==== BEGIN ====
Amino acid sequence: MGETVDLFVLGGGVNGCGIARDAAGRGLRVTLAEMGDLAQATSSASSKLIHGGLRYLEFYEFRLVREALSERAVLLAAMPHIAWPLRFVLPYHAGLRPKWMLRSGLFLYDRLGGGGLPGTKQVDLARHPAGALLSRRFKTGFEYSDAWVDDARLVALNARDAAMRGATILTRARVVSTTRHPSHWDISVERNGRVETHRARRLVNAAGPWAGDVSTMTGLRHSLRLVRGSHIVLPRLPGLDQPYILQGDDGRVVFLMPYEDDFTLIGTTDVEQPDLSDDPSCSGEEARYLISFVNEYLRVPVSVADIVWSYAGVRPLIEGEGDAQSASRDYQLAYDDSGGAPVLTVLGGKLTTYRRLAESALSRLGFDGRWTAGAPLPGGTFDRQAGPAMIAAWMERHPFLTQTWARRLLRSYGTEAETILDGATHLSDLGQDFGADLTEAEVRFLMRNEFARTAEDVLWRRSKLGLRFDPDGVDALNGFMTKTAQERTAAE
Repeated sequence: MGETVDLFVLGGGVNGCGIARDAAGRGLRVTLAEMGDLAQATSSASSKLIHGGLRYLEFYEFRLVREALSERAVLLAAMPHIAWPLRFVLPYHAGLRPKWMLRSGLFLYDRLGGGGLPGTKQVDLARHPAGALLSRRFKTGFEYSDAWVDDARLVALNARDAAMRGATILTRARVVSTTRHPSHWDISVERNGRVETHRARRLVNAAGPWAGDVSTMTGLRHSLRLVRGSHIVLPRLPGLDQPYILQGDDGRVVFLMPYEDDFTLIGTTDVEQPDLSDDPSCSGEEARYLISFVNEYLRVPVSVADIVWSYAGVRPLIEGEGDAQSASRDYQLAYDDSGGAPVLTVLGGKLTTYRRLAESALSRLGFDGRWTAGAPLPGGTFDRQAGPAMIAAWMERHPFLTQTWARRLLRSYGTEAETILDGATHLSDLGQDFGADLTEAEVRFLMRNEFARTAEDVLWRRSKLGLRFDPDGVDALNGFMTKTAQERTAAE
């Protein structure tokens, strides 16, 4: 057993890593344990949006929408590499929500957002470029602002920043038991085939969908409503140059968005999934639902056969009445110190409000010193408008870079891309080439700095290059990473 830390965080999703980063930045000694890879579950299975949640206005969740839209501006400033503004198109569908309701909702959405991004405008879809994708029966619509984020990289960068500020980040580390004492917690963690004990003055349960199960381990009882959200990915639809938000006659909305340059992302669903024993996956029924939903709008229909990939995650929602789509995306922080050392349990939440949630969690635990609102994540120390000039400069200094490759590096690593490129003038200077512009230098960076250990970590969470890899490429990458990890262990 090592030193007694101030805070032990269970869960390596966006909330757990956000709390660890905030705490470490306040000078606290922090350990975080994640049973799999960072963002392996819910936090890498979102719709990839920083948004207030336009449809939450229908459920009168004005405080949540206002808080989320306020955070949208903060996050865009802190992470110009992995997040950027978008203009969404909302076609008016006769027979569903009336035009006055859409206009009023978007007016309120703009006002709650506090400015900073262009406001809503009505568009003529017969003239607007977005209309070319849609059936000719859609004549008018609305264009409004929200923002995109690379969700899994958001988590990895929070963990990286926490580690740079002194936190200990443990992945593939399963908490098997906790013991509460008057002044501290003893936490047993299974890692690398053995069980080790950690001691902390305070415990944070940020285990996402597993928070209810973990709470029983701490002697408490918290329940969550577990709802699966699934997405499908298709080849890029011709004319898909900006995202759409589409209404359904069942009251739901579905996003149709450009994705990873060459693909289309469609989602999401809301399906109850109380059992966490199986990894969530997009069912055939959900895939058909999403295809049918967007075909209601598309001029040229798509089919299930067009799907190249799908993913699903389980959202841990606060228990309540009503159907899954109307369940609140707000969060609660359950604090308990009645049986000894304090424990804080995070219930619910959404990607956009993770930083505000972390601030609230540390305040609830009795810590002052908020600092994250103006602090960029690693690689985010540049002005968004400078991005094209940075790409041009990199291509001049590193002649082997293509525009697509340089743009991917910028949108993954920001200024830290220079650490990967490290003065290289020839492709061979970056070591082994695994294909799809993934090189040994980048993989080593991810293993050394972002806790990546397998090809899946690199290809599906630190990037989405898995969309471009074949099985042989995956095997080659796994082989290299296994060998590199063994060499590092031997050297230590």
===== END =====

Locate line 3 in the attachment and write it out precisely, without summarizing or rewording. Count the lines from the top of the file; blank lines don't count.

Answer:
């Protein structure tokens, strides 16, 4: 057993890593344990949006929408590499929500957002470029602002920043038991085939969908409503140059968005999934639902056969009445110190409000010193408008870079891309080439700095290059990473 830390965080999703980063930045000694890879579950299975949640206005969740839209501006400033503004198109569908309701909702959405991004405008879809994708029966619509984020990289960068500020980040580390004492917690963690004990003055349960199960381990009882959200990915639809938000006659909305340059992302669903024993996956029924939903709008229909990939995650929602789509995306922080050392349990939440949630969690635990609102994540120390000039400069200094490759590096690593490129003038200077512009230098960076250990970590969470890899490429990458990890262990 090592030193007694101030805070032990269970869960390596966006909330757990956000709390660890905030705490470490306040000078606290922090350990975080994640049973799999960072963002392996819910936090890498979102719709990839920083948004207030336009449809939450229908459920009168004005405080949540206002808080989320306020955070949208903060996050865009802190992470110009992995997040950027978008203009969404909302076609008016006769027979569903009336035009006055859409206009009023978007007016309120703009006002709650506090400015900073262009406001809503009505568009003529017969003239607007977005209309070319849609059936000719859609004549008018609305264009409004929200923002995109690379969700899994958001988590990895929070963990990286926490580690740079002194936190200990443990992945593939399963908490098997906790013991509460008057002044501290003893936490047993299974890692690398053995069980080790950690001691902390305070415990944070940020285990996402597993928070209810973990709470029983701490002697408490918290329940969550577990709802699966699934997405499908298709080849890029011709004319898909900006995202759409589409209404359904069942009251739901579905996003149709450009994705990873060459693909289309469609989602999401809301399906109850109380059992966490199986990894969530997009069912055939959900895939058909999403295809049918967007075909209601598309001029040229798509089919299930067009799907190249799908993913699903389980959202841990606060228990309540009503159907899954109307369940609140707000969060609660359950604090308990009645049986000894304090424990804080995070219930619910959404990607956009993770930083505000972390601030609230540390305040609830009795810590002052908020600092994250103006602090960029690693690689985010540049002005968004400078991005094209940075790409041009990199291509001049590193002649082997293509525009697509340089743009991917910028949108993954920001200024830290220079650490990967490290003065290289020839492709061979970056070591082994695994294909799809993934090189040994980048993989080593991810293993050394972002806790990546397998090809899946690199290809599906630190990037989405898995969309471009074949099985042989995956095997080659796994082989290299296994060998590199063994060499590092031997050297230590």